14 1. Differential Equations Figure 1.6-1: A demonstration of the use of the MyAnimate command for a function of one spatial and one temporal variable. MyAnimate[f_, {x,x0_,x1_}, {y,y0_,y1_}, {z,z0_,z1_}, {t,t0_,t1_}, n_] := ListAnimate[Table[Plot3D[f, {x, x0, x1}, {y, y0, y1}, PlotRange - {z0, z1}], {t, t0, t1, (t1 - t0)/n}]] To use the command to animate a function f(x, t) of one spatial and one temporal variable, you choose a viewing window (x0 ≤ x ≤ x1, y0 ≤ y ≤ y1) and a time interval (t0 ≤ t ≤ t1) and determine the number of frames you want (n) with the understanding that more frames produce a smoother movie but also require more computer power. The command MyAnimate[f[x,t],{x,x0,x1},{y,y0,y1},{t,t0,t1},n] should then produce the desired animation. Similarly, for a func- tion f(x, y, t) with two spatial variables, one can graph an animated surface by saying MyAnimate[f[x,y,t],{x,x0,x1},{y,y0,y1},{z,z0,z1}, {t,t0,t1},n] where the three-dimensional viewing “box” is specified by the inter- vals in x, y and z. Some homework questions below will give you an opportunity to test your ability to use these commands.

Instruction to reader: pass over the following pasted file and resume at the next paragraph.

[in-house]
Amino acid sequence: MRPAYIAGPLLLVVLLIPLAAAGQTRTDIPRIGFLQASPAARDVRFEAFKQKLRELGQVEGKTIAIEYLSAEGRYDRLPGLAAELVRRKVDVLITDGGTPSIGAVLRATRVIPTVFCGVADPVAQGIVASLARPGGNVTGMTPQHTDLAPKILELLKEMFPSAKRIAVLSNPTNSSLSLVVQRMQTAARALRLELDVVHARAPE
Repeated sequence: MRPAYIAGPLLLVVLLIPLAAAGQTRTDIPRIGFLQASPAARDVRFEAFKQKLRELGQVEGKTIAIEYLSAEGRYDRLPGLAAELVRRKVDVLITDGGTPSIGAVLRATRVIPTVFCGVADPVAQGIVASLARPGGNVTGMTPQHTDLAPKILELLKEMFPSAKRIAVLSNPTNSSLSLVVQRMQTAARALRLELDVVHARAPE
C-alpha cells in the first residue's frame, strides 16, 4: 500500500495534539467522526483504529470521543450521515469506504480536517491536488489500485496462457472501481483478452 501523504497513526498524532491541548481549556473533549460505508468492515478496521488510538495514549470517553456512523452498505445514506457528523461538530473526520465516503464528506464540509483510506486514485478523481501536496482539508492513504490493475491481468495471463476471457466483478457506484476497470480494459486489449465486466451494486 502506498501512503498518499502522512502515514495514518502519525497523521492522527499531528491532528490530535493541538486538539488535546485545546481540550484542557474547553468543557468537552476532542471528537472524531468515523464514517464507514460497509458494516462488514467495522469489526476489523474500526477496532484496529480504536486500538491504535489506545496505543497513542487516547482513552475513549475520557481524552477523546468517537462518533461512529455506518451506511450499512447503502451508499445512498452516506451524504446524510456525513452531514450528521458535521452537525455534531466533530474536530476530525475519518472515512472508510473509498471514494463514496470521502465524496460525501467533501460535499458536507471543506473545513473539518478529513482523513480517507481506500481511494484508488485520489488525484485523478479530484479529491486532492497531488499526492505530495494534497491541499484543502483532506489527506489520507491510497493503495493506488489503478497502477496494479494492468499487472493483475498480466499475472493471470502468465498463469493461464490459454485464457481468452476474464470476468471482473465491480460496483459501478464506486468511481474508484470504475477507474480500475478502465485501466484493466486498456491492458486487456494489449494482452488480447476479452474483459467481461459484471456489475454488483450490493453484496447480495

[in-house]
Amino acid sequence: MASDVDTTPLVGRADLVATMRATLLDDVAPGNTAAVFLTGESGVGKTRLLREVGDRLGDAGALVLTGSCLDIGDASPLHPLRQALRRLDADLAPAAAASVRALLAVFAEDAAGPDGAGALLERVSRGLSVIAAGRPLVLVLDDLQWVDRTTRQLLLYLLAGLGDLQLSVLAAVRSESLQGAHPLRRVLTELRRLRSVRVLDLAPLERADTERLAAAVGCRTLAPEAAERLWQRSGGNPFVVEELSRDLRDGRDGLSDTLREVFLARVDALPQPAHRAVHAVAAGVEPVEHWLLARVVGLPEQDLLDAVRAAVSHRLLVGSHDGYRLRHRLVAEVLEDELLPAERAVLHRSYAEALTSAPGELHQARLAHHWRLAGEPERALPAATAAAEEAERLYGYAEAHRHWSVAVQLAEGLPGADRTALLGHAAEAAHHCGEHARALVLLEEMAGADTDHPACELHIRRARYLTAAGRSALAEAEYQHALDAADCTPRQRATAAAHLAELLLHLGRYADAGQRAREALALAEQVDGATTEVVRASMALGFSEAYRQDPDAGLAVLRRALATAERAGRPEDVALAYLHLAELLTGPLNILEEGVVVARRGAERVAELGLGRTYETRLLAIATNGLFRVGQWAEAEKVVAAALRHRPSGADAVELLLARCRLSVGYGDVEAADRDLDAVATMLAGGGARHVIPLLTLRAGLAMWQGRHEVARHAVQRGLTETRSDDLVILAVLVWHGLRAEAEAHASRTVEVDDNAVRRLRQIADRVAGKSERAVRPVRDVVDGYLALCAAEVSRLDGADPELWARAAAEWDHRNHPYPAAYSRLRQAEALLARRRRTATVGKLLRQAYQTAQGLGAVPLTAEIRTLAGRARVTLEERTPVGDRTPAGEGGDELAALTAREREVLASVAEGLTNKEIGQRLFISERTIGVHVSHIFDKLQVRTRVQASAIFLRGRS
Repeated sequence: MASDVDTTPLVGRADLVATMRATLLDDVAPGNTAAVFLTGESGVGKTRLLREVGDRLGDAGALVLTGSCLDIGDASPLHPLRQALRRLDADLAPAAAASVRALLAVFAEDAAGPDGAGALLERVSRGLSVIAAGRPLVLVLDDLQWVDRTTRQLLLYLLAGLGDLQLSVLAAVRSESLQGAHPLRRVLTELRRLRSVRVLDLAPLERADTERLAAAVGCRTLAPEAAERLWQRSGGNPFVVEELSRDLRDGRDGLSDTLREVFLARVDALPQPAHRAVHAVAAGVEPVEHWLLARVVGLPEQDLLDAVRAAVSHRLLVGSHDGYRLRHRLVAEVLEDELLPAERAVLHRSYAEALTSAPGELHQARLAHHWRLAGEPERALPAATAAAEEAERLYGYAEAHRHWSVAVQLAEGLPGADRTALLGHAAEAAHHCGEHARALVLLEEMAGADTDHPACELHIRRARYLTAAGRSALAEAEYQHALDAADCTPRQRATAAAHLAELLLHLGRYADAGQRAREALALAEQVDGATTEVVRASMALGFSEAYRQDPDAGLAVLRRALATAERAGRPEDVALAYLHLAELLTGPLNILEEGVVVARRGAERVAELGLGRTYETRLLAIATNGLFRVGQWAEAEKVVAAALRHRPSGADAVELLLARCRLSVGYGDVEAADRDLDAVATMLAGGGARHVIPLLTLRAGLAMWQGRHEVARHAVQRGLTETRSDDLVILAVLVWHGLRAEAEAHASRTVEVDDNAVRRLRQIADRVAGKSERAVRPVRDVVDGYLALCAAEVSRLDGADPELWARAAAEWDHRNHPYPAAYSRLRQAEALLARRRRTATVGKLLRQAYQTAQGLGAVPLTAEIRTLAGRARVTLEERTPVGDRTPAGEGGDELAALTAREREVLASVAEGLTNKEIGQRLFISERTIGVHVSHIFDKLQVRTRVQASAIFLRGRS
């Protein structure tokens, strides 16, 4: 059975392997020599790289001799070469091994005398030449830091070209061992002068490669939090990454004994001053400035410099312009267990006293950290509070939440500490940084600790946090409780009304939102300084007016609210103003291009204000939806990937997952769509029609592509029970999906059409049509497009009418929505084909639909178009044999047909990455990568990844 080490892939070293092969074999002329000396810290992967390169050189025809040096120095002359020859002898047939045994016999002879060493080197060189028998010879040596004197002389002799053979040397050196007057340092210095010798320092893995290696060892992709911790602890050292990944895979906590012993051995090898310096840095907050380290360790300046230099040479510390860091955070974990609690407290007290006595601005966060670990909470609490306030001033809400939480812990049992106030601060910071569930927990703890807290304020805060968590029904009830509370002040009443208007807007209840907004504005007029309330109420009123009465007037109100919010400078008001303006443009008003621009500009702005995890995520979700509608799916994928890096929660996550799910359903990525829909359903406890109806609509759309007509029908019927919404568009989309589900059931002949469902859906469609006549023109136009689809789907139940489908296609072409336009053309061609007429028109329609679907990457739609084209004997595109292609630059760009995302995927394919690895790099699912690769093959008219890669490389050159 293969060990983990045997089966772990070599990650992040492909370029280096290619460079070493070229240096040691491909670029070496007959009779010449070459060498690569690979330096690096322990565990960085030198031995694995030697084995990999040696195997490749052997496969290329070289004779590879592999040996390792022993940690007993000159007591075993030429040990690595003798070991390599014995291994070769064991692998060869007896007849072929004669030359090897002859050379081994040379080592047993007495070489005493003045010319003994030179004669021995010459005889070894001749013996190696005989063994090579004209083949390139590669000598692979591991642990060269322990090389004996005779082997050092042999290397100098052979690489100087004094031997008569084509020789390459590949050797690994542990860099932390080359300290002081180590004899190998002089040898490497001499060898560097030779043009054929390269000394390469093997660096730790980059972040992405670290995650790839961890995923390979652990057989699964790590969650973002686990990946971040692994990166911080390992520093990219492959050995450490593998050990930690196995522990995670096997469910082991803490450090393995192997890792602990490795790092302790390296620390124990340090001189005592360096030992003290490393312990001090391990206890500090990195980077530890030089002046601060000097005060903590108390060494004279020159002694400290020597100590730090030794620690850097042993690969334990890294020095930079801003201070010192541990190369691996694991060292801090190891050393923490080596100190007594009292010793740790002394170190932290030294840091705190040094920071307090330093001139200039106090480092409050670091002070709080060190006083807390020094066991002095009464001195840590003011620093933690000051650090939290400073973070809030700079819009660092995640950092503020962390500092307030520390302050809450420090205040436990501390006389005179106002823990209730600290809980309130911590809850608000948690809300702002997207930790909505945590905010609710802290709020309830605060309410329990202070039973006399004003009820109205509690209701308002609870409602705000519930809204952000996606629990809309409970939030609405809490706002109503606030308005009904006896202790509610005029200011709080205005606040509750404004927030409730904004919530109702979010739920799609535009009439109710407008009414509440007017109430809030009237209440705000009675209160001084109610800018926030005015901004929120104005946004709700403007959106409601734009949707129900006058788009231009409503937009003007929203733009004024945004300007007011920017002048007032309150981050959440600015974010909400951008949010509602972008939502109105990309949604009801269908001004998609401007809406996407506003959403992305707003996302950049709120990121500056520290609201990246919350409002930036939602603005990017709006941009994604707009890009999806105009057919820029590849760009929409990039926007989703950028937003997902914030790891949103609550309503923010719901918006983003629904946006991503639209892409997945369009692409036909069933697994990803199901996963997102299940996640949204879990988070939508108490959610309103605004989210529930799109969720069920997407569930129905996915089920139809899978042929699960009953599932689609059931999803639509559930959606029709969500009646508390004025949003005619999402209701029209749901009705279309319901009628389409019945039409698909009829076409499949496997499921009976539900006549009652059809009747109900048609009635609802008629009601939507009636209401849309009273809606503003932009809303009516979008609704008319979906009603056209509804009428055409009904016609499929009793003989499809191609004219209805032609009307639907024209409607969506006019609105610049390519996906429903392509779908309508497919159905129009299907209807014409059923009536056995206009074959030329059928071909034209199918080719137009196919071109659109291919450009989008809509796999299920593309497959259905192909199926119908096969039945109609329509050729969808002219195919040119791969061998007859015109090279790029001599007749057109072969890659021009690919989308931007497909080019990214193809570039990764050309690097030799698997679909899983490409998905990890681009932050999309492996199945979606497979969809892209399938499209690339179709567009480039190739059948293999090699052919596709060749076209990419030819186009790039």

Purchased from American Mathematical Society for the exclusive use of nofirst nolast (email unknown) Copyright 2010 American Mathematical Society. Duplication prohibited. Please report unauthorized use to cust-serv@ams.org. Thank You! Your purchase supports the AMS' mission, programs, and services for the mathematical community.